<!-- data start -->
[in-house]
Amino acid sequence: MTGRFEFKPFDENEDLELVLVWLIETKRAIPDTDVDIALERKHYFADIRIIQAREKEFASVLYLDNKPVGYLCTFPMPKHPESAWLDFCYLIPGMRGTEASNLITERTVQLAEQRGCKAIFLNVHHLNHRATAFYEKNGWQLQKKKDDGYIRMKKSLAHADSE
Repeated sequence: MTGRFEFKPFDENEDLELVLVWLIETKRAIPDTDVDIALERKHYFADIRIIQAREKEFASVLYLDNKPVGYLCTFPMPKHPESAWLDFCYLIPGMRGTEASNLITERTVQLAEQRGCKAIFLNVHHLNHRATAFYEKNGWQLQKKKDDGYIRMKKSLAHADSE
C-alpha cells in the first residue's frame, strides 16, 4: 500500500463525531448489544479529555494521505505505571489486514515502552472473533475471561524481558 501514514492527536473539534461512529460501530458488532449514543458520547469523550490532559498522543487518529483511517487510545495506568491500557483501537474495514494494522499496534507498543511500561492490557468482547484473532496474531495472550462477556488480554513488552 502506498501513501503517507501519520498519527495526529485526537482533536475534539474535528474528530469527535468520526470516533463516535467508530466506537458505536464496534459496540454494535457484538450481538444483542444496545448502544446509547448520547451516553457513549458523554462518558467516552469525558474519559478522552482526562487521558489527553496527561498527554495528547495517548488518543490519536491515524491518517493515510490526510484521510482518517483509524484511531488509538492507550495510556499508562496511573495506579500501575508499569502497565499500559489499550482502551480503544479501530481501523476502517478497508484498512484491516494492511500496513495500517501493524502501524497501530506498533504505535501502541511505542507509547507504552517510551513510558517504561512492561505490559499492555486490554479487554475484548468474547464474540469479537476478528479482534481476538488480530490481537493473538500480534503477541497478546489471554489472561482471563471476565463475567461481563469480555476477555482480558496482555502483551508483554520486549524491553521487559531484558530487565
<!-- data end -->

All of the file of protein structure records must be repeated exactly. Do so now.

[in-house]
Amino acid sequence: MTGRFEFKPFDENEDLELVLVWLIETKRAIPDTDVDIALERKHYFADIRIIQAREKEFASVLYLDNKPVGYLCTFPMPKHPESAWLDFCYLIPGMRGTEASNLITERTVQLAEQRGCKAIFLNVHHLNHRATAFYEKNGWQLQKKKDDGYIRMKKSLAHADSE
Repeated sequence: MTGRFEFKPFDENEDLELVLVWLIETKRAIPDTDVDIALERKHYFADIRIIQAREKEFASVLYLDNKPVGYLCTFPMPKHPESAWLDFCYLIPGMRGTEASNLITERTVQLAEQRGCKAIFLNVHHLNHRATAFYEKNGWQLQKKKDDGYIRMKKSLAHADSE
C-alpha cells in the first residue's frame, strides 16, 4: 500500500463525531448489544479529555494521505505505571489486514515502552472473533475471561524481558 501514514492527536473539534461512529460501530458488532449514543458520547469523550490532559498522543487518529483511517487510545495506568491500557483501537474495514494494522499496534507498543511500561492490557468482547484473532496474531495472550462477556488480554513488552 502506498501513501503517507501519520498519527495526529485526537482533536475534539474535528474528530469527535468520526470516533463516535467508530466506537458505536464496534459496540454494535457484538450481538444483542444496545448502544446509547448520547451516553457513549458523554462518558467516552469525558474519559478522552482526562487521558489527553496527561498527554495528547495517548488518543490519536491515524491518517493515510490526510484521510482518517483509524484511531488509538492507550495510556499508562496511573495506579500501575508499569502497565499500559489499550482502551480503544479501530481501523476502517478497508484498512484491516494492511500496513495500517501493524502501524497501530506498533504505535501502541511505542507509547507504552517510551513510558517504561512492561505490559499492555486490554479487554475484548468474547464474540469479537476478528479482534481476538488480530490481537493473538500480534503477541497478546489471554489472561482471563471476565463475567461481563469480555476477555482480558496482555502483551508483554520486549524491553521487559531484558530487565